About the Anglican Church flag

The Compass Rose Flag of the Anglican Communion was designed in 1954 by Canon Edward N. West of the Cathedral of Saint John the Divine in New York for the Second International Anglican Congress in Minneapolis, Minnesota. The Compass Rose was modernized in 1988 and the new design was laid into the floor of Canterbury Cathedral during the Twelfth Lambeth Conference of Anglican bishops.

At the centre of the circular emblem is the Cross of St George, a reminder of the origins of the Anglican Communion, and a link unifing the past to the Communion today. Encircling the cross is a band bearing the inscription, "The Truth shall make you free." (John 8:32) It is written in the original New Testament Greek, the traditional language of scholarship within the Anglican Communion. From the band radiate the points of the compass. The compass symbolizes the worldwide spread of the Anglican Faith. Surmounting the shield, at the North, is a mitre, the symbol of apostolic order essential to all Churches and Provinces constituting the Anglican Communion.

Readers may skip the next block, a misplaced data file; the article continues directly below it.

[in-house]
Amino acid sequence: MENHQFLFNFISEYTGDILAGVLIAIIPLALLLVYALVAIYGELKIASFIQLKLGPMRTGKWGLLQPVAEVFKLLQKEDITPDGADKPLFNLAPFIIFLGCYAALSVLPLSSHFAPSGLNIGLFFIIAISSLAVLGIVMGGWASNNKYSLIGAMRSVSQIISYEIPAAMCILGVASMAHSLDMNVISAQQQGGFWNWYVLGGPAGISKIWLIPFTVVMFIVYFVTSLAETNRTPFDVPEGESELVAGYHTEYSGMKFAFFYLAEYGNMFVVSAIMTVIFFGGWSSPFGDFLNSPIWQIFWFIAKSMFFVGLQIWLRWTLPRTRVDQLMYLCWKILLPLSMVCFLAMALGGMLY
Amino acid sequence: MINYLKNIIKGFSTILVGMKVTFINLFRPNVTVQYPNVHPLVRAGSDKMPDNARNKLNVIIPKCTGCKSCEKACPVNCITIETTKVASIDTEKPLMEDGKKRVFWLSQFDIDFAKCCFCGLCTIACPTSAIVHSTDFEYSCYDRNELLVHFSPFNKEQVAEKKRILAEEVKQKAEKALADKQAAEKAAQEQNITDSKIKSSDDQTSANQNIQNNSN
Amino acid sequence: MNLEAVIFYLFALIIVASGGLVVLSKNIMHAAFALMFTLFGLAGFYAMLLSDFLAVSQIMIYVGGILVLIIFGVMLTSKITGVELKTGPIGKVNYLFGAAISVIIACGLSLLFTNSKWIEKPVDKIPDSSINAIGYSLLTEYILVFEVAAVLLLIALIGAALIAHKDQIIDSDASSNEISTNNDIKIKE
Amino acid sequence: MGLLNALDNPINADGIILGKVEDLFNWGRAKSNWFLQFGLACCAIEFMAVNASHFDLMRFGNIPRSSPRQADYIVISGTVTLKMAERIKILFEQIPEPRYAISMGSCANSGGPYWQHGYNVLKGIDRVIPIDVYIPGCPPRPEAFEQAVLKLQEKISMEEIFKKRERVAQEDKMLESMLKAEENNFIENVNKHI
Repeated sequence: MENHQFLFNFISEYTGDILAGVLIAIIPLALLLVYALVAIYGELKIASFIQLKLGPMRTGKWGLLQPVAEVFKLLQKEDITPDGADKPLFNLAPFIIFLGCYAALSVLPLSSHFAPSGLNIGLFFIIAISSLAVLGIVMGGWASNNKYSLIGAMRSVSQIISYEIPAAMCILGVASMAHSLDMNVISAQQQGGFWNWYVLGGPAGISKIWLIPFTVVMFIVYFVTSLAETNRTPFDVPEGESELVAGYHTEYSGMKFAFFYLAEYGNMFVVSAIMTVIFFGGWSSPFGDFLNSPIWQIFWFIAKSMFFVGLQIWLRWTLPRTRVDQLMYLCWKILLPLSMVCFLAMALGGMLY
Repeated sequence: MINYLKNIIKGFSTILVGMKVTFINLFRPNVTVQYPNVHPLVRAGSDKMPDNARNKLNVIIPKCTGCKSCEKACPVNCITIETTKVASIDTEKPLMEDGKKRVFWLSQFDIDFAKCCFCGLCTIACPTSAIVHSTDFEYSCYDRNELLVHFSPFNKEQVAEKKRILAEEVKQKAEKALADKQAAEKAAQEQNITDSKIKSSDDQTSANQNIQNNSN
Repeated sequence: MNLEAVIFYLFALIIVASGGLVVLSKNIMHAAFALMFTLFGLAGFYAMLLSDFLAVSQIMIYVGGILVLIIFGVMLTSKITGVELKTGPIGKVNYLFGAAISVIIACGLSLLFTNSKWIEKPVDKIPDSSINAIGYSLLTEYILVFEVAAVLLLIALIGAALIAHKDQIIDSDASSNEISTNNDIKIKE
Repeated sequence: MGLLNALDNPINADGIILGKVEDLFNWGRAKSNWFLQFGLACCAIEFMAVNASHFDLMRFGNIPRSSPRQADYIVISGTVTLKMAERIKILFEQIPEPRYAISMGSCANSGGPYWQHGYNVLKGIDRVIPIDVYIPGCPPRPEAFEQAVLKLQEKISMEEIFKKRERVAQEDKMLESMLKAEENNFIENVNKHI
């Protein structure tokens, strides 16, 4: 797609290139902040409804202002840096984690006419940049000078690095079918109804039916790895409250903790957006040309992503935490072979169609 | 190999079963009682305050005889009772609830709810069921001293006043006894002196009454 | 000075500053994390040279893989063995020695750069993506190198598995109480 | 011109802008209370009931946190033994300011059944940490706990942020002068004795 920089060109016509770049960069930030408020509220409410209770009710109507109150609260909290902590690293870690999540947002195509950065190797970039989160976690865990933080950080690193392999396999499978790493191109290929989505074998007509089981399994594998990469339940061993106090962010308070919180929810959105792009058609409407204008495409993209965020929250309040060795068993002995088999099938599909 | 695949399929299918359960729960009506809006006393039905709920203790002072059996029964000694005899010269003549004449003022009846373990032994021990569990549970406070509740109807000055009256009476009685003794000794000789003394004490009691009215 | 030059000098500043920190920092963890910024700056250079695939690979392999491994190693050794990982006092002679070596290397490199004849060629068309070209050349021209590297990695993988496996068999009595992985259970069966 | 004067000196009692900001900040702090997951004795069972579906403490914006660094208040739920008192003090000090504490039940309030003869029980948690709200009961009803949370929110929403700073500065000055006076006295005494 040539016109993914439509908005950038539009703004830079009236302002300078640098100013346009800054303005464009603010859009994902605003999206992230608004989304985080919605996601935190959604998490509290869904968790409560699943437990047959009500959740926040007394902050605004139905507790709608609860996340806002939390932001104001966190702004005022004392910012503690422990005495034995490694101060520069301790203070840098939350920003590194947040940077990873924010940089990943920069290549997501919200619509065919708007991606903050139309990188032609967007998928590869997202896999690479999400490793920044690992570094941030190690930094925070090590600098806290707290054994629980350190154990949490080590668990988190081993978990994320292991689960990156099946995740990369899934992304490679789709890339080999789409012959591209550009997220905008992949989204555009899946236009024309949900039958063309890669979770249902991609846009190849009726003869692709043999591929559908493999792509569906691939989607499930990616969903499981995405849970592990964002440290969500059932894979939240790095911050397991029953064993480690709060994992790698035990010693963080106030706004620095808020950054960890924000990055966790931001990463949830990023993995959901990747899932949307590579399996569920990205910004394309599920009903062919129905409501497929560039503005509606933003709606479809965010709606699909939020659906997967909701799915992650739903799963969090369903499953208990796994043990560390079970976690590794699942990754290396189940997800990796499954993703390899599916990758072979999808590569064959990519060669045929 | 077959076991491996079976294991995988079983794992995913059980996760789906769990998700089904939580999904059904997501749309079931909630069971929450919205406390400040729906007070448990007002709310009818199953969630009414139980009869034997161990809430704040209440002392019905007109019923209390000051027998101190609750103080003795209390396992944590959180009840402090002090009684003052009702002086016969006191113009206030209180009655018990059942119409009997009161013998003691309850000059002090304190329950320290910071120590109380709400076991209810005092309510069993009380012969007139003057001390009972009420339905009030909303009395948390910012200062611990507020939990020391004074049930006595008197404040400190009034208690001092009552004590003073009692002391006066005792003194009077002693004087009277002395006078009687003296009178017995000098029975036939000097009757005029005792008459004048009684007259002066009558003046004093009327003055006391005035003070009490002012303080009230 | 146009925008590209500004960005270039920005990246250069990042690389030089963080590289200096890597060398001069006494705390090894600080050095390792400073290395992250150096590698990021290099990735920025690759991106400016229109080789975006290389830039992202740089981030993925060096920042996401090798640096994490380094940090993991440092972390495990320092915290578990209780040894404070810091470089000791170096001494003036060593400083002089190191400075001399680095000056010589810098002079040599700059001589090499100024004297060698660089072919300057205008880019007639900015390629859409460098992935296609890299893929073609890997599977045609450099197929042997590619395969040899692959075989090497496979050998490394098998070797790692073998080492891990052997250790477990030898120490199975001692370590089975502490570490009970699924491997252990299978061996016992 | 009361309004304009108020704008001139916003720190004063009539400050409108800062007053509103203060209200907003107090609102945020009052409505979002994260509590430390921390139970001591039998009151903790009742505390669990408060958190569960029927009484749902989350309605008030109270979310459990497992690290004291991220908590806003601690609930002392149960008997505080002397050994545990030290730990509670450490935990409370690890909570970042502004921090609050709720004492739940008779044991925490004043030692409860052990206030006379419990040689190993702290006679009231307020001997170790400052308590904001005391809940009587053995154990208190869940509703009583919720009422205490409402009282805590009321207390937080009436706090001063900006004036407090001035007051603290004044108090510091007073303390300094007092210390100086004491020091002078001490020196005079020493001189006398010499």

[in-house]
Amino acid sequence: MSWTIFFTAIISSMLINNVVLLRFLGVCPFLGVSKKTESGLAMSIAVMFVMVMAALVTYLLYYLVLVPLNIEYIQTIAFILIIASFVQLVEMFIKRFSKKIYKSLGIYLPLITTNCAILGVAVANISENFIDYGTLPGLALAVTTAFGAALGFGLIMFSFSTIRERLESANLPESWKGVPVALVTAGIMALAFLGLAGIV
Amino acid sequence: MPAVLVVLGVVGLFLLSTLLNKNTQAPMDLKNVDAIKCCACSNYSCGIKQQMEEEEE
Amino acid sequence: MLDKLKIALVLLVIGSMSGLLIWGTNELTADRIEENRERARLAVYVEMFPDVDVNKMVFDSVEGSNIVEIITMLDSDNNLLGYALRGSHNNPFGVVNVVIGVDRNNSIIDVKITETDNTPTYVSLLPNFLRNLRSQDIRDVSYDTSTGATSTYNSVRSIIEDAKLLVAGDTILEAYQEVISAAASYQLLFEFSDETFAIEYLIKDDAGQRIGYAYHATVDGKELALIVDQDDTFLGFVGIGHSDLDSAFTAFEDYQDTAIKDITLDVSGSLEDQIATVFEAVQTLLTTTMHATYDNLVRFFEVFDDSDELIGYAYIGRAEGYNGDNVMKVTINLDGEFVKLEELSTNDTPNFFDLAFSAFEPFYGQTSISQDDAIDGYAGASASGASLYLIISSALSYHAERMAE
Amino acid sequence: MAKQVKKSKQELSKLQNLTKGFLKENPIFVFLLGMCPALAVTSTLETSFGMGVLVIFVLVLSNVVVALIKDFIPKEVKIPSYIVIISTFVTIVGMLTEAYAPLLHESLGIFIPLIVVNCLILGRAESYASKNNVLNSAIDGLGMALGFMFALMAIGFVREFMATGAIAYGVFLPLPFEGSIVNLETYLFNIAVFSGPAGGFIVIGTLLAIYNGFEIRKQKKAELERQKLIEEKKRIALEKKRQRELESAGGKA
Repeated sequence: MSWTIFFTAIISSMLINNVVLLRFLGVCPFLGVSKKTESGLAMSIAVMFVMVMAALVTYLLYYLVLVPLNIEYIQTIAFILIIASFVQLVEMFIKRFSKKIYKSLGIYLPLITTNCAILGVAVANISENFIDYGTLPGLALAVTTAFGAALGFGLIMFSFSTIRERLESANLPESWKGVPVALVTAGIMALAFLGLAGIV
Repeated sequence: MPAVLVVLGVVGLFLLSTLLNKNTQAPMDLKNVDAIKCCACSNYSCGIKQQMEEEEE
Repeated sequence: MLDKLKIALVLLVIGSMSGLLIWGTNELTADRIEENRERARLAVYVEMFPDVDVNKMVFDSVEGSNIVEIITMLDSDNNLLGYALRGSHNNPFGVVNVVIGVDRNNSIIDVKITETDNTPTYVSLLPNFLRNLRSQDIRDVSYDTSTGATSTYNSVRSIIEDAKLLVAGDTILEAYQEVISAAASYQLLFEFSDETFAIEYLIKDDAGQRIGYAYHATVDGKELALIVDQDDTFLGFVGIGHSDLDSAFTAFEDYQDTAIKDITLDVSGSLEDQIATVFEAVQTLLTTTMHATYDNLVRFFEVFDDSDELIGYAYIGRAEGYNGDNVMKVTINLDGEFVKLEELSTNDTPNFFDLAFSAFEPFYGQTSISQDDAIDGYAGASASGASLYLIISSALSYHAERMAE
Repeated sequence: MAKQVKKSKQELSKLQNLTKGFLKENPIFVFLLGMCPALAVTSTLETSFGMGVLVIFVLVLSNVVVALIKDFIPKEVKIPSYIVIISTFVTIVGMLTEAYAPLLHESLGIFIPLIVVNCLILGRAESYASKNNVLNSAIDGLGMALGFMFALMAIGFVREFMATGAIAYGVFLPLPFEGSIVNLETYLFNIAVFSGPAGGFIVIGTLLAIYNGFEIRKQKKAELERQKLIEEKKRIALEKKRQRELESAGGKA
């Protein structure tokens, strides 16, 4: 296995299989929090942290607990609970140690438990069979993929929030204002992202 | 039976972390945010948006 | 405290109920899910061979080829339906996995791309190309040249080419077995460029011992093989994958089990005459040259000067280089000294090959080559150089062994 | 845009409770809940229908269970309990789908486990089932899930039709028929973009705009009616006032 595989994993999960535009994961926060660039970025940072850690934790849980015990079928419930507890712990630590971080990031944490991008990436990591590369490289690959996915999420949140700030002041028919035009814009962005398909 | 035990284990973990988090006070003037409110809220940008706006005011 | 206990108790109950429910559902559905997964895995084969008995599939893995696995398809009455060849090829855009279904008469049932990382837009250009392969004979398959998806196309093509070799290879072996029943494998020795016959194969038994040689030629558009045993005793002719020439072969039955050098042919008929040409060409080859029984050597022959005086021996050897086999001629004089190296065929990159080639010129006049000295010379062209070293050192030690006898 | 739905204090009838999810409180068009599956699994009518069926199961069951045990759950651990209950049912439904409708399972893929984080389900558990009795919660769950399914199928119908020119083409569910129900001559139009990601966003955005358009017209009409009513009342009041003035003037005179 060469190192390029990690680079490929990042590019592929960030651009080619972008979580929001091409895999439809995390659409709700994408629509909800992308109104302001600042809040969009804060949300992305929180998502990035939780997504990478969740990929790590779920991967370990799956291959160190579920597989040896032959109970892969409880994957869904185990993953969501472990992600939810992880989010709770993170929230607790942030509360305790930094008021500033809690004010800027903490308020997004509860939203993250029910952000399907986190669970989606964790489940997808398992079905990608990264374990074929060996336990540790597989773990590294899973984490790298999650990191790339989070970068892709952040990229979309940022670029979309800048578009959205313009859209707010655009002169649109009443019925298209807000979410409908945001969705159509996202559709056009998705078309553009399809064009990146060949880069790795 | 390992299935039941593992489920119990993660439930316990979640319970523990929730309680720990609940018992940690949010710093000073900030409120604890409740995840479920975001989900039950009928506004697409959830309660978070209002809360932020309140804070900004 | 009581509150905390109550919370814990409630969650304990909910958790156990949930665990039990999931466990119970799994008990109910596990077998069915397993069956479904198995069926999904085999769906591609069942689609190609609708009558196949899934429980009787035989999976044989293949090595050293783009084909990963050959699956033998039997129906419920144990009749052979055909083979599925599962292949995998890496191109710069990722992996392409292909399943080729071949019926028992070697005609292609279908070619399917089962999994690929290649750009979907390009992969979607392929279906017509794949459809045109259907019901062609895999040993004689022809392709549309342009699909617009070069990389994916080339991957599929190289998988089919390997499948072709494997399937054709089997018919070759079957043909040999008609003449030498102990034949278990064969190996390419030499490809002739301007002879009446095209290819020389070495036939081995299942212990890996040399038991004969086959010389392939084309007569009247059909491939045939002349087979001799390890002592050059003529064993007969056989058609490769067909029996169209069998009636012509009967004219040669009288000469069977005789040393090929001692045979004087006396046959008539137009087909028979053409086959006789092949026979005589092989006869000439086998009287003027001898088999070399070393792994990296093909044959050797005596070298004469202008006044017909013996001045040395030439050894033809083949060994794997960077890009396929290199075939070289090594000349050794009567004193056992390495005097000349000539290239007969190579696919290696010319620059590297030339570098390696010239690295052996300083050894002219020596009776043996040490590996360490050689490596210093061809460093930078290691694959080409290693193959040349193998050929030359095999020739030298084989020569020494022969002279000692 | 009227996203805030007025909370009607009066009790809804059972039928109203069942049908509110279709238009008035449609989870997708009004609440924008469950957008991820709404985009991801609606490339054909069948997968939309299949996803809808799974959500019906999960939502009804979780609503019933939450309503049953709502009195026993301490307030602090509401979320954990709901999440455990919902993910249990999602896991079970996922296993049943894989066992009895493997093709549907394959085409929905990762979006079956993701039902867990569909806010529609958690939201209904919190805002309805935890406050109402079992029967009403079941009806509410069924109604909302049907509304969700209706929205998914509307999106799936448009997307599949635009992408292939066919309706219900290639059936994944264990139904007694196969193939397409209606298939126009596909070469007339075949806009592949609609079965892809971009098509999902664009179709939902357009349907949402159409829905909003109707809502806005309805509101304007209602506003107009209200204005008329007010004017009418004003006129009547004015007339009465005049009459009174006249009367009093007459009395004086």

The design was adapted with the colors of blue and gold and made into a flag by Canadian-born priest, Father Andrew Notere. The Archbishop of Canterbury received the first flag at Lambeth Palace in December 1990, and the flag was officially inaugurated at the Meeting of the Primates of the Communion in Belfast in April 1991.